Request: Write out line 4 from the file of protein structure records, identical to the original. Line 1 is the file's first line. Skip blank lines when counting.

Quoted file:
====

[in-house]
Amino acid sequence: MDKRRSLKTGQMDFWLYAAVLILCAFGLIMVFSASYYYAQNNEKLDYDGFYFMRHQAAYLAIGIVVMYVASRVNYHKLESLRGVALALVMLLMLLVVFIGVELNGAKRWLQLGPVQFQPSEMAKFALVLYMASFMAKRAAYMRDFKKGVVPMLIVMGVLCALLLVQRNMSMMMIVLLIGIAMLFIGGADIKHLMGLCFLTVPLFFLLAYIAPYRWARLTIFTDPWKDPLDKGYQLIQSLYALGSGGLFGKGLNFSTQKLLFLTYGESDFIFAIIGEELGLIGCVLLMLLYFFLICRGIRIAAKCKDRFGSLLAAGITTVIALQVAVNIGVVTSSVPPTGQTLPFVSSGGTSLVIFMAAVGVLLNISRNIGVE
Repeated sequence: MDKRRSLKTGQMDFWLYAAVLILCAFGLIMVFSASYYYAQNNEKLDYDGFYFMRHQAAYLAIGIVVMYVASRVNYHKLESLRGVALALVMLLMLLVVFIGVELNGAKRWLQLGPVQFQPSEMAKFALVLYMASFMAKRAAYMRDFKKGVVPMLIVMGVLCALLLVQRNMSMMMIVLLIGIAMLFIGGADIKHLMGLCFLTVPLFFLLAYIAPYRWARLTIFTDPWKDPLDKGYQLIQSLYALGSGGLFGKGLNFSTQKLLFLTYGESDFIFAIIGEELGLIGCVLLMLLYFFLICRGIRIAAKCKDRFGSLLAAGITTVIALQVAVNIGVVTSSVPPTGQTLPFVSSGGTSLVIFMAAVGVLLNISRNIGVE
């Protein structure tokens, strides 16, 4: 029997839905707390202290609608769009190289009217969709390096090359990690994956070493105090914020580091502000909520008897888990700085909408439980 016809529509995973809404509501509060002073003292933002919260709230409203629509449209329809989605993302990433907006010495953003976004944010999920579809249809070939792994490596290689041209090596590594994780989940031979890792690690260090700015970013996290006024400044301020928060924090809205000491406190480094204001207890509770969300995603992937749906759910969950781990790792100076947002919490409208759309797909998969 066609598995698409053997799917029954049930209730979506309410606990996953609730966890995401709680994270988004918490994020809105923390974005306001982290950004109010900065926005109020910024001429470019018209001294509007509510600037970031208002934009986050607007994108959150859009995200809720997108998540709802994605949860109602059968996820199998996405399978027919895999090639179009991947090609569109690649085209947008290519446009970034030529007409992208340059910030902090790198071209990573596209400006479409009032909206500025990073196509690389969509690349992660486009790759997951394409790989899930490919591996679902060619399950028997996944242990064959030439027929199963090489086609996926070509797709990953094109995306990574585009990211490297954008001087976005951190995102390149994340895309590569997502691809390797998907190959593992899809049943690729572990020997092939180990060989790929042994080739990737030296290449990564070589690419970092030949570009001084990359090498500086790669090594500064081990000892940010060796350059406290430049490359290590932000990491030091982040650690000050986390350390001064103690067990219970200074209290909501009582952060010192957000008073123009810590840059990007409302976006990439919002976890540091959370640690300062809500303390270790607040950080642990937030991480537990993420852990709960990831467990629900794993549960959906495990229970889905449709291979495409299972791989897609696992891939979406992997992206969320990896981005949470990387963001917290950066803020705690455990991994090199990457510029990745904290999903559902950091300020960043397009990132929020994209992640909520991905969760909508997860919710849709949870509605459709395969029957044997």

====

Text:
């Protein structure tokens, strides 16, 4: 029997839905707390202290609608769009190289009217969709390096090359990690994956070493105090914020580091502000909520008897888990700085909408439980 016809529509995973809404509501509060002073003292933002919260709230409203629509449209329809989605993302990433907006010495953003976004944010999920579809249809070939792994490596290689041209090596590594994780989940031979890792690690260090700015970013996290006024400044301020928060924090809205000491406190480094204001207890509770969300995603992937749906759910969950781990790792100076947002919490409208759309797909998969 066609598995698409053997799917029954049930209730979506309410606990996953609730966890995401709680994270988004918490994020809105923390974005306001982290950004109010900065926005109020910024001429470019018209001294509007509510600037970031208002934009986050607007994108959150859009995200809720997108998540709802994605949860109602059968996820199998996405399978027919895999090639179009991947090609569109690649085209947008290519446009970034030529007409992208340059910030902090790198071209990573596209400006479409009032909206500025990073196509690389969509690349992660486009790759997951394409790989899930490919591996679902060619399950028997996944242990064959030439027929199963090489086609996926070509797709990953094109995306990574585009990211490297954008001087976005951190995102390149994340895309590569997502691809390797998907190959593992899809049943690729572990020997092939180990060989790929042994080739990737030296290449990564070589690419970092030949570009001084990359090498500086790669090594500064081990000892940010060796350059406290430049490359290590932000990491030091982040650690000050986390350390001064103690067990219970200074209290909501009582952060010192957000008073123009810590840059990007409302976006990439919002976890540091959370640690300062809500303390270790607040950080642990937030991480537990993420852990709960990831467990629900794993549960959906495990229970889905449709291979495409299972791989897609696992891939979406992997992206969320990896981005949470990387963001917290950066803020705690455990991994090199990457510029990745904290999903559902950091300020960043397009990132929020994209992640909520991905969760909508997860919710849709949870509605459709395969029957044997």